Issue 18 Editor's Letter

By Mark Spellun

Since it was introduced seven years ago, LEED—a standard for eco-friendly architecture established by the U.S. Green Building Council—has been the leading driver for environmental innovations in the building industry. Many prominent new buildings these days are aiming for top LEED ratings of platinum and gold, from Bank of America’s new tower near Bryant Park in New York City (slated for completion next year) to another project in the Big Apple, the headquarters for the Hearst Corporation (which earned a LEED gold rating in 2006).

Though it’s been adopted as a standard by many government agencies, LEED didn’t start out as a government mandate. Instead, it was created by a group of architects and other building professionals. They simply hoped that crafting a set of voluntary guidelines for energy efficiency, recycled materials, and other targets would help inspire an entire industry to reduce its environmental impact. And it worked—today, good architecture has almost become synonymous with green architecture.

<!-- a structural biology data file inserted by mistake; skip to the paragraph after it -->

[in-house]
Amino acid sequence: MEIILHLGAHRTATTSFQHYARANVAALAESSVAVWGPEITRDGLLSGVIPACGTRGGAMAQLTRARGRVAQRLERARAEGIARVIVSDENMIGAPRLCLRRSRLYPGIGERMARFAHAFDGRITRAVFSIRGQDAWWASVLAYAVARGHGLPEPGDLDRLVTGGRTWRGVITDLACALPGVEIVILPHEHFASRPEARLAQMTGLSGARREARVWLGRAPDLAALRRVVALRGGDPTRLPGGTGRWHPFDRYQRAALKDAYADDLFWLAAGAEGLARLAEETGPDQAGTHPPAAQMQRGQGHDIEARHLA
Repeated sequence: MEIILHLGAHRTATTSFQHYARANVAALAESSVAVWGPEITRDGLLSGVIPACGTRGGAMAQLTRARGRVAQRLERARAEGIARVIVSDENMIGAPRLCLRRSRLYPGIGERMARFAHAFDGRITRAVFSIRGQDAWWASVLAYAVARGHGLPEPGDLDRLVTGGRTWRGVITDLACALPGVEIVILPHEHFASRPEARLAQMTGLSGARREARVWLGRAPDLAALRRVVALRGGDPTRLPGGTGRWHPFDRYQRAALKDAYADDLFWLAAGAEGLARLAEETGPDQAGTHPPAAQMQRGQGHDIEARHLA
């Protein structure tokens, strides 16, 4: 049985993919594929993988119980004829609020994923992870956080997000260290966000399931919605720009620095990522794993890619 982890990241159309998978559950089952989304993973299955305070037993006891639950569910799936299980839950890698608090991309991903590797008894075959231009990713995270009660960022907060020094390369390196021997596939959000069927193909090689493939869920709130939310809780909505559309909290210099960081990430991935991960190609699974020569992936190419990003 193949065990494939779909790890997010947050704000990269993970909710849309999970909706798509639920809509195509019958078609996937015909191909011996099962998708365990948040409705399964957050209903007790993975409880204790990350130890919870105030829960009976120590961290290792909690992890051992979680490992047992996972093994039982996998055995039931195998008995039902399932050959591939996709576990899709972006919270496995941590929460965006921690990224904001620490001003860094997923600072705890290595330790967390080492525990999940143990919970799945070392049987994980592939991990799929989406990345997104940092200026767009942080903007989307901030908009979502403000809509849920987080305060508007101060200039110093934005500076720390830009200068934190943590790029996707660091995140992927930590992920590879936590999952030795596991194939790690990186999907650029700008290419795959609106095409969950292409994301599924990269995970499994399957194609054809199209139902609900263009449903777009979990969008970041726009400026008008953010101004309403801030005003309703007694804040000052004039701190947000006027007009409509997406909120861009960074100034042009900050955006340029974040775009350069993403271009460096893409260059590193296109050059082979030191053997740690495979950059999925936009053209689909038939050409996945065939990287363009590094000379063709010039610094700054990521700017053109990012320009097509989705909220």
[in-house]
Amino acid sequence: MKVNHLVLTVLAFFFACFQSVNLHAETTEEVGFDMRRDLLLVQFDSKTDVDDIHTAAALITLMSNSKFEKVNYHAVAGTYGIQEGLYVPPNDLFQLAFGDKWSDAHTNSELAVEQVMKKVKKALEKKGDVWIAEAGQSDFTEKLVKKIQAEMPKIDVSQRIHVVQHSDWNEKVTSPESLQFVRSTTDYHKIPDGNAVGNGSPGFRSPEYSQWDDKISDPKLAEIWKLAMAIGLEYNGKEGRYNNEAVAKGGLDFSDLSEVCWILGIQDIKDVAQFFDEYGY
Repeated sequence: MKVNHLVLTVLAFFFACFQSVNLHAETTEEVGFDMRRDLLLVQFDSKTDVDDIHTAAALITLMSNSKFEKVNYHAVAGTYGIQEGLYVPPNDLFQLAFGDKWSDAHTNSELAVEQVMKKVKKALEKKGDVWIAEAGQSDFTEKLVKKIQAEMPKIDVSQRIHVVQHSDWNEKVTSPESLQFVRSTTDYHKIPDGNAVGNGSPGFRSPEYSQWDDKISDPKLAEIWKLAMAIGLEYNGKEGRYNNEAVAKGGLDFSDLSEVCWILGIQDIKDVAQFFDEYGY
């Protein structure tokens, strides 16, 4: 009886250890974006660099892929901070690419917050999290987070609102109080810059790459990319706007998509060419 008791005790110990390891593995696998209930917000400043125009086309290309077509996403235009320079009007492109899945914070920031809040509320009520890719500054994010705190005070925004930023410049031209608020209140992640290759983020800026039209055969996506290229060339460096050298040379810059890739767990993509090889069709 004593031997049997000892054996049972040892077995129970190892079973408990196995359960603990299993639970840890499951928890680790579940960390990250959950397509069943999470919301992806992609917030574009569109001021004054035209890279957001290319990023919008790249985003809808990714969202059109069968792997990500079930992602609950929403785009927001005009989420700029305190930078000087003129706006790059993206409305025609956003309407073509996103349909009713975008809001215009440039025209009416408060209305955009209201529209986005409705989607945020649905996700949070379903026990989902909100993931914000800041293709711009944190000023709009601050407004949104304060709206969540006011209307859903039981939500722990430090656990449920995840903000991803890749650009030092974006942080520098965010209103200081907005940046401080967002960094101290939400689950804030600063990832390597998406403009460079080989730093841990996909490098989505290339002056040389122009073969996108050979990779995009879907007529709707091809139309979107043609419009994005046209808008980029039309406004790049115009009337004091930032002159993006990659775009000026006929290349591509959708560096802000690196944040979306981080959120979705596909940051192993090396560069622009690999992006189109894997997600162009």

Though its goals are laudable, LEED has had its share of critics, including architect Travis Price, an innovator in the use of passive solar design in the 1970s and 1980s. In this issue of Plenty we feature a profile of Price (“Function Over Form?”, page 60), who’s touting a different emphasis for green building: He says the industry has become too focused on incremental improvements like the energy efficiency of buildings (the very things LEED acknowledges) and has forgotten how to inspire people to think about their relationship with nature.

Price’s pet peeve is near and dear to our hearts at Plenty. In each issue we strive to give you the most up-to-date information on how to improve your lives today—but we also aim to inspire you with a vision of what the future can look like. It’s impossible to achieve a perfect balance between these two goals, but we’ll keep trying to improve every issue—just as a new generation of architects is striving to make efficient and beautiful buildings that help us see our world in a different and better way.

Issue 25

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